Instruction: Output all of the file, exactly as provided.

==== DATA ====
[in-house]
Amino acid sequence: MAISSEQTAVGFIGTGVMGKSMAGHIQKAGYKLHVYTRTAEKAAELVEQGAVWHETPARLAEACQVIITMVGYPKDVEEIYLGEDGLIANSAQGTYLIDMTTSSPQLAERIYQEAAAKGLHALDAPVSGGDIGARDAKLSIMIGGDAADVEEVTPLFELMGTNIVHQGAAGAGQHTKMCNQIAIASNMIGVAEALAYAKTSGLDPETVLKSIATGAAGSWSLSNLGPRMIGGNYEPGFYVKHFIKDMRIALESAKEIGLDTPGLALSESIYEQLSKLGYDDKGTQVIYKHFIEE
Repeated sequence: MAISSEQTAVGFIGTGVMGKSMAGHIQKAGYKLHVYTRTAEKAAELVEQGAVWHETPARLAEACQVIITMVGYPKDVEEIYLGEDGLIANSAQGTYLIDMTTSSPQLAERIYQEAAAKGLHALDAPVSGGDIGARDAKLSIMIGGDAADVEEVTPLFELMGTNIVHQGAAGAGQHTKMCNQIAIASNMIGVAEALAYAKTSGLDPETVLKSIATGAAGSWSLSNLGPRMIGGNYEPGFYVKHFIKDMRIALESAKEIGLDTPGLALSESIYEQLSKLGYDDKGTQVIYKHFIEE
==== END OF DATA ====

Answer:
[in-house]
Amino acid sequence: MAISSEQTAVGFIGTGVMGKSMAGHIQKAGYKLHVYTRTAEKAAELVEQGAVWHETPARLAEACQVIITMVGYPKDVEEIYLGEDGLIANSAQGTYLIDMTTSSPQLAERIYQEAAAKGLHALDAPVSGGDIGARDAKLSIMIGGDAADVEEVTPLFELMGTNIVHQGAAGAGQHTKMCNQIAIASNMIGVAEALAYAKTSGLDPETVLKSIATGAAGSWSLSNLGPRMIGGNYEPGFYVKHFIKDMRIALESAKEIGLDTPGLALSESIYEQLSKLGYDDKGTQVIYKHFIEE
Repeated sequence: MAISSEQTAVGFIGTGVMGKSMAGHIQKAGYKLHVYTRTAEKAAELVEQGAVWHETPARLAEACQVIITMVGYPKDVEEIYLGEDGLIANSAQGTYLIDMTTSSPQLAERIYQEAAAKGLHALDAPVSGGDIGARDAKLSIMIGGDAADVEEVTPLFELMGTNIVHQGAAGAGQHTKMCNQIAIASNMIGVAEALAYAKTSGLDPETVLKSIATGAAGSWSLSNLGPRMIGGNYEPGFYVKHFIKDMRIALESAKEIGLDTPGLALSESIYEQLSKLGYDDKGTQVIYKHFIEE